Friday, May 31, 2013

Private and Public IP Addresses: What’s the Difference ?

Internet Protocol (IP) addresses is usually of two types: Public and Private. If you have ever wondered to know what is the difference between a public and a private IP address, then you are at the right place.
In this post I will try to explain the difference between a public and a private IP address in layman’s terms so that it becomes simple and easy to understand.

What are Public IP Addresses?

A public IP address is assigned to every computer that connects to the Internet where each IP is unique. In this case, there cannot exist two computers with the same public IP address all over the Internet. This addressing scheme makes it possible for the computers to “find each other” online and exchange information. User has no control over the IP address (public) that is assigned to the computer. The public IP address is assigned to the computer by the Internet Service Provider as soon as the computer is connected to the Internet gateway.
A public IP address can be either static or dynamic. A static public IP address does not change and is used primarily for hosting web pages or services on the Internet. On the other hand, a dynamic public IP address is chosen from a pool of available addresses and changes each time one connects to the Internet.
Most Internet users will only have a dynamic IP assigned to their computer which goes off when the computer is disconnected from the Internet. Thus when it is re-connected it gets a new IP.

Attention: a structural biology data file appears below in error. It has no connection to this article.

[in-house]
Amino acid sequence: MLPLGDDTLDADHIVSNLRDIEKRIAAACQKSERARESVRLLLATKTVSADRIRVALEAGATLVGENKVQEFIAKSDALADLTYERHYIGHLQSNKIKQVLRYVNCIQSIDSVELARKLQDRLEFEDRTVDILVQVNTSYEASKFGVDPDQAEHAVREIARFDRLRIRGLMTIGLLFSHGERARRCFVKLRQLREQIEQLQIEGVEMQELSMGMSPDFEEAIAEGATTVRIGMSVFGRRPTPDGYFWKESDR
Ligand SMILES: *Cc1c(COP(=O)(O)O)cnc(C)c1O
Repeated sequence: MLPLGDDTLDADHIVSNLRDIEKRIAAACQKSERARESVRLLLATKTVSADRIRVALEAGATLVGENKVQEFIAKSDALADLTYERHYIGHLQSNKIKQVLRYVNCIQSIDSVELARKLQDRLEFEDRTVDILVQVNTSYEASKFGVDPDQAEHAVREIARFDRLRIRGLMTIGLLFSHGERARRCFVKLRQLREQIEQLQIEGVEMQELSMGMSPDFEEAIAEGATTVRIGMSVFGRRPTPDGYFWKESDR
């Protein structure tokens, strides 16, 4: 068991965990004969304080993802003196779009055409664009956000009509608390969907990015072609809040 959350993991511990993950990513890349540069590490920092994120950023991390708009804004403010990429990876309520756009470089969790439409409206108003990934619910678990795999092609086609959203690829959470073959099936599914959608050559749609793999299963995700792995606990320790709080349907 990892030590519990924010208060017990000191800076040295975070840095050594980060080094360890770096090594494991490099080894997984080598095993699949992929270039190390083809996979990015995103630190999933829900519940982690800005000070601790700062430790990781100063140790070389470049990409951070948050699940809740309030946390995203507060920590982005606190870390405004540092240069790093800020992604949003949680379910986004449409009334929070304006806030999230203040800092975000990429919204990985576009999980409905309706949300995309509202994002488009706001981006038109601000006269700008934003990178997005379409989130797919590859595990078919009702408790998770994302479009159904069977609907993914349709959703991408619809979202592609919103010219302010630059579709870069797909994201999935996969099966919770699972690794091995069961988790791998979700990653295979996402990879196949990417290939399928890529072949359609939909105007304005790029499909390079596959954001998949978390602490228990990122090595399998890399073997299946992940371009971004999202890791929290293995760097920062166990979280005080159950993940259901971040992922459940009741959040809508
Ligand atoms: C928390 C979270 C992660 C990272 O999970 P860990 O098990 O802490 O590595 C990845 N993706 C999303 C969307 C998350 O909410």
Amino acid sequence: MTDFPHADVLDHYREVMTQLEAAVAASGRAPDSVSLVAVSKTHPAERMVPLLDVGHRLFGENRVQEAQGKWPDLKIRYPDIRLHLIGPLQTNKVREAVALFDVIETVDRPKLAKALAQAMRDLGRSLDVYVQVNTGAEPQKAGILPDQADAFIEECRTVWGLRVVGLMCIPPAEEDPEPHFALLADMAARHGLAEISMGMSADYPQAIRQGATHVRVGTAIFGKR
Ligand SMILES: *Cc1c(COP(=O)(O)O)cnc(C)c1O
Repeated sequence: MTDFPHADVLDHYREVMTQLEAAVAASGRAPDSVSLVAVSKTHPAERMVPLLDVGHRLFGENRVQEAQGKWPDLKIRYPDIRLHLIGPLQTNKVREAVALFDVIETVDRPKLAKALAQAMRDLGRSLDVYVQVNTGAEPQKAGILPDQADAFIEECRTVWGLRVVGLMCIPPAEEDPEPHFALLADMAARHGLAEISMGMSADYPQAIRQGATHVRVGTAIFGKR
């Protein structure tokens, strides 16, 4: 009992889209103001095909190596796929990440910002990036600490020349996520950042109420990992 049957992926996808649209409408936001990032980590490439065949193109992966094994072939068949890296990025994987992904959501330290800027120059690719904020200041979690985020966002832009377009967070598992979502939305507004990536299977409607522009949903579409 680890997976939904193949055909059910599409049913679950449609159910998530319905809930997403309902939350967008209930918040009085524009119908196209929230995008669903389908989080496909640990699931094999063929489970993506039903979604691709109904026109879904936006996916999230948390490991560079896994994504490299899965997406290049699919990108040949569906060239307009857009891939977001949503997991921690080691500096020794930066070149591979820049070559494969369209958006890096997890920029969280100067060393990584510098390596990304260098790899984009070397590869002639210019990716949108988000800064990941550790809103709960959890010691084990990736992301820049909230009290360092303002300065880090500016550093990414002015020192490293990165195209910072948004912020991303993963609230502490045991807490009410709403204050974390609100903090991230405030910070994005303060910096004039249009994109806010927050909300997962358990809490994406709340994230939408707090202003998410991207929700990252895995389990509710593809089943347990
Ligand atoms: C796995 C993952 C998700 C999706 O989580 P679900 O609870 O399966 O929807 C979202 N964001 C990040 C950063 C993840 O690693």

What are Private IP Addresses?

An IP address is considered private if the IP number falls within one of the IP address ranges reserved for private networks such as a Local Area Network (LAN). The Internet Assigned Numbers Authority (IANA) has reserved the following three blocks of the IP address space for private networks (local networks): – (Total Addresses: 16,777,216) – (Total Addresses: 1,048,576) – (Total Addresses: 65,536)

Private IP addresses are used for numbering the computers in a private network including home, school and business LANs in airports and hotels which makes it possible for the computers in the network to communicate with each other.
Say for example, if a network X consists of 10 computers, each of them can be given an IP starting from to Unlike the public IP, the administrator of the private network is free to assign an IP address of his own choice (provided the IP number falls in the private IP address range as mentioned above).
Devices with private IP addresses cannot connect directly to the Internet. Likewise, computers outside the local network cannot connect directly to a device with a private IP. It is possible to interconnect two private networks with the help of a router or a similar device that supports Network Address Translation.
If the private network is connected to the Internet (through an Internet connection via ISP), then each computer will have a private IP as well as a public IP. Private IP is used for communication within the network where as the public IP is used for communication over the Internet. Most Internet users with a DSL/ADSL connection will have both a private as well as a public IP.
You can know your private IP by typing ipconfig command in the command prompt. The number that you see against “IPV4 Address:” is your private IP which in most cases will be or Unlike the public IP, private IP addresses are always static in nature.

Common Myth about Private IP Address:

Most people assume that a private IP is the one used for stealth Internet activities and hence cannot be detected. But this is NOT TRUE!.
Unlike what most people think, a private IP address (unlike the private telephone number) is just like any other IP address that belongs to a private network. In reality, there is no public IP address that is impossible to trace as the protocol itself is designed for transparency.

Friday, May 24, 2013

Fingerprint vs.Facial recognition